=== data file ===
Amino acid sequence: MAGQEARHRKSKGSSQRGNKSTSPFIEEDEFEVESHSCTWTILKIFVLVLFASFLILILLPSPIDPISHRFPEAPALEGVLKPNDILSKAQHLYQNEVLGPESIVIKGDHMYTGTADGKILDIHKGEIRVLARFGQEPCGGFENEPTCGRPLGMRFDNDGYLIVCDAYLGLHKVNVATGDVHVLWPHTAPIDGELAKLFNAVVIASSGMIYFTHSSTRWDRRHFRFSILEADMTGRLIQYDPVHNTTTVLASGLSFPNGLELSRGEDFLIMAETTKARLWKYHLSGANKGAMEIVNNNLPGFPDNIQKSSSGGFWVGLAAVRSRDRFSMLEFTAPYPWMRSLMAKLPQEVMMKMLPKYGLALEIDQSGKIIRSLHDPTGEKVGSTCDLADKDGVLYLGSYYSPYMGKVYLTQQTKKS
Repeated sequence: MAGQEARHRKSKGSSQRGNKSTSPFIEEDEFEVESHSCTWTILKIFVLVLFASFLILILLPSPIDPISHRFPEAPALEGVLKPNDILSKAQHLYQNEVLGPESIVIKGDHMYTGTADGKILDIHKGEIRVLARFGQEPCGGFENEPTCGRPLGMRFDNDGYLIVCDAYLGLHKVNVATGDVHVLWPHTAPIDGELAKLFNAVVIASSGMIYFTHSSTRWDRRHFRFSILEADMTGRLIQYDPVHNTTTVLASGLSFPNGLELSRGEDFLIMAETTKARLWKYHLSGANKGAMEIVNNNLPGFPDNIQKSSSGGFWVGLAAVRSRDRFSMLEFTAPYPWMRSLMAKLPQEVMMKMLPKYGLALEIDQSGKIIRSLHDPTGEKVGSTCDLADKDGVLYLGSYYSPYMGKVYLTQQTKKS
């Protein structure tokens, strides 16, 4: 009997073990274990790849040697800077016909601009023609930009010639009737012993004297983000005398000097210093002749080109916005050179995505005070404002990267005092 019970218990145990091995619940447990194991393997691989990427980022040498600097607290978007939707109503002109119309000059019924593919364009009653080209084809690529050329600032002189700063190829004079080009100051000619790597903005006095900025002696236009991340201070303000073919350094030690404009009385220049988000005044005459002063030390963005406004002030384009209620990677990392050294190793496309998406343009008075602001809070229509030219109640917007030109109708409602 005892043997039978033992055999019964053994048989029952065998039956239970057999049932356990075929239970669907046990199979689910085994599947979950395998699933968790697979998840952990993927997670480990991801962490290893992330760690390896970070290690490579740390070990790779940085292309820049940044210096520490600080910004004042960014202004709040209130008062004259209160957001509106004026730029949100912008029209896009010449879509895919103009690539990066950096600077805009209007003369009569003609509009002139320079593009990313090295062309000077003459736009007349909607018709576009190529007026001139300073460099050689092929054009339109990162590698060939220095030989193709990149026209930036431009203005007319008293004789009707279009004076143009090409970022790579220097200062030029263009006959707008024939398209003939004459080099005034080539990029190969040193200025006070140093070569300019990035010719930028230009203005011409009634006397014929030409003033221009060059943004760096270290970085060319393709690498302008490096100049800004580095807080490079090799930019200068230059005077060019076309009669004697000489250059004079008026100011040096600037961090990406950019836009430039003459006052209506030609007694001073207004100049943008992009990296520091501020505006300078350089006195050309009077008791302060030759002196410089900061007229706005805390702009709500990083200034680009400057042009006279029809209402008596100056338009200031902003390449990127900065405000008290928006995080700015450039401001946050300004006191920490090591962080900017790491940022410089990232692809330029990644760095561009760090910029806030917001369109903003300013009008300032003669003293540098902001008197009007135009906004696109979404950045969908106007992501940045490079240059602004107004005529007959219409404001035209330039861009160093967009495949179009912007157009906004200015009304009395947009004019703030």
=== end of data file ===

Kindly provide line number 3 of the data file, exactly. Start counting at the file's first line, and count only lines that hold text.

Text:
């Protein structure tokens, strides 16, 4: 009997073990274990790849040697800077016909601009023609930009010639009737012993004297983000005398000097210093002749080109916005050179995505005070404002990267005092 019970218990145990091995619940447990194991393997691989990427980022040498600097607290978007939707109503002109119309000059019924593919364009009653080209084809690529050329600032002189700063190829004079080009100051000619790597903005006095900025002696236009991340201070303000073919350094030690404009009385220049988000005044005459002063030390963005406004002030384009209620990677990392050294190793496309998406343009008075602001809070229509030219109640917007030109109708409602 005892043997039978033992055999019964053994048989029952065998039956239970057999049932356990075929239970669907046990199979689910085994599947979950395998699933968790697979998840952990993927997670480990991801962490290893992330760690390896970070290690490579740390070990790779940085292309820049940044210096520490600080910004004042960014202004709040209130008062004259209160957001509106004026730029949100912008029209896009010449879509895919103009690539990066950096600077805009209007003369009569003609509009002139320079593009990313090295062309000077003459736009007349909607018709576009190529007026001139300073460099050689092929054009339109990162590698060939220095030989193709990149026209930036431009203005007319008293004789009707279009004076143009090409970022790579220097200062030029263009006959707008024939398209003939004459080099005034080539990029190969040193200025006070140093070569300019990035010719930028230009203005011409009634006397014929030409003033221009060059943004760096270290970085060319393709690498302008490096100049800004580095807080490079090799930019200068230059005077060019076309009669004697000489250059004079008026100011040096600037961090990406950019836009430039003459006052209506030609007694001073207004100049943008992009990296520091501020505006300078350089006195050309009077008791302060030759002196410089900061007229706005805390702009709500990083200034680009400057042009006279029809209402008596100056338009200031902003390449990127900065405000008290928006995080700015450039401001946050300004006191920490090591962080900017790491940022410089990232692809330029990644760095561009760090910029806030917001369109903003300013009008300032003669003293540098902001008197009007135009906004696109979404950045969908106007992501940045490079240059602004107004005529007959219409404001035209330039861009160093967009495949179009912007157009906004200015009304009395947009004019703030």